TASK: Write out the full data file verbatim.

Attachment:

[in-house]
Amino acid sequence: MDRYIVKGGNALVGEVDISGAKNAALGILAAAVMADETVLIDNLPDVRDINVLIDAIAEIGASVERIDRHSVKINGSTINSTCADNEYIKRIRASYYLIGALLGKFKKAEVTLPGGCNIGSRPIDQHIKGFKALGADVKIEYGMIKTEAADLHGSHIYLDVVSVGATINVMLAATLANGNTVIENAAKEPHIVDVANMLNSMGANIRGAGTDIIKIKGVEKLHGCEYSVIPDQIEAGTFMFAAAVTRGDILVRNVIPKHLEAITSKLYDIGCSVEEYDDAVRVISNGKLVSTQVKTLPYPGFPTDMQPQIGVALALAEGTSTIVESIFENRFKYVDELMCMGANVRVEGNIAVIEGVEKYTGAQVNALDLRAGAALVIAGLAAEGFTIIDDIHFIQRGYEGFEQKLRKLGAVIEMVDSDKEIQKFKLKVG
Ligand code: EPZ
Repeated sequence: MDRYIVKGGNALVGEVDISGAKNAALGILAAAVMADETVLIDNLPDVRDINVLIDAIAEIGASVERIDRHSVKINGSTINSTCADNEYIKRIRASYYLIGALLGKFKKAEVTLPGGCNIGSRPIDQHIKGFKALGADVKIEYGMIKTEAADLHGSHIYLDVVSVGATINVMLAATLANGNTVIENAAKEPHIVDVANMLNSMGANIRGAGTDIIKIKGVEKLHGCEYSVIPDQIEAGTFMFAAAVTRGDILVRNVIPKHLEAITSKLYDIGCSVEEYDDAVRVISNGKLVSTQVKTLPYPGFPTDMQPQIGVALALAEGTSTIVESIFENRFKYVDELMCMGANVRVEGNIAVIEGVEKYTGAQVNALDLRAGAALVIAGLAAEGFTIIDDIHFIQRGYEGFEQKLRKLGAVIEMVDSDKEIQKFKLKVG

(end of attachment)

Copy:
[in-house]
Amino acid sequence: MDRYIVKGGNALVGEVDISGAKNAALGILAAAVMADETVLIDNLPDVRDINVLIDAIAEIGASVERIDRHSVKINGSTINSTCADNEYIKRIRASYYLIGALLGKFKKAEVTLPGGCNIGSRPIDQHIKGFKALGADVKIEYGMIKTEAADLHGSHIYLDVVSVGATINVMLAATLANGNTVIENAAKEPHIVDVANMLNSMGANIRGAGTDIIKIKGVEKLHGCEYSVIPDQIEAGTFMFAAAVTRGDILVRNVIPKHLEAITSKLYDIGCSVEEYDDAVRVISNGKLVSTQVKTLPYPGFPTDMQPQIGVALALAEGTSTIVESIFENRFKYVDELMCMGANVRVEGNIAVIEGVEKYTGAQVNALDLRAGAALVIAGLAAEGFTIIDDIHFIQRGYEGFEQKLRKLGAVIEMVDSDKEIQKFKLKVG
Ligand code: EPZ
Repeated sequence: MDRYIVKGGNALVGEVDISGAKNAALGILAAAVMADETVLIDNLPDVRDINVLIDAIAEIGASVERIDRHSVKINGSTINSTCADNEYIKRIRASYYLIGALLGKFKKAEVTLPGGCNIGSRPIDQHIKGFKALGADVKIEYGMIKTEAADLHGSHIYLDVVSVGATINVMLAATLANGNTVIENAAKEPHIVDVANMLNSMGANIRGAGTDIIKIKGVEKLHGCEYSVIPDQIEAGTFMFAAAVTRGDILVRNVIPKHLEAITSKLYDIGCSVEEYDDAVRVISNGKLVSTQVKTLPYPGFPTDMQPQIGVALALAEGTSTIVESIFENRFKYVDELMCMGANVRVEGNIAVIEGVEKYTGAQVNALDLRAGAALVIAGLAAEGFTIIDDIHFIQRGYEGFEQKLRKLGAVIEMVDSDKEIQKFKLKVG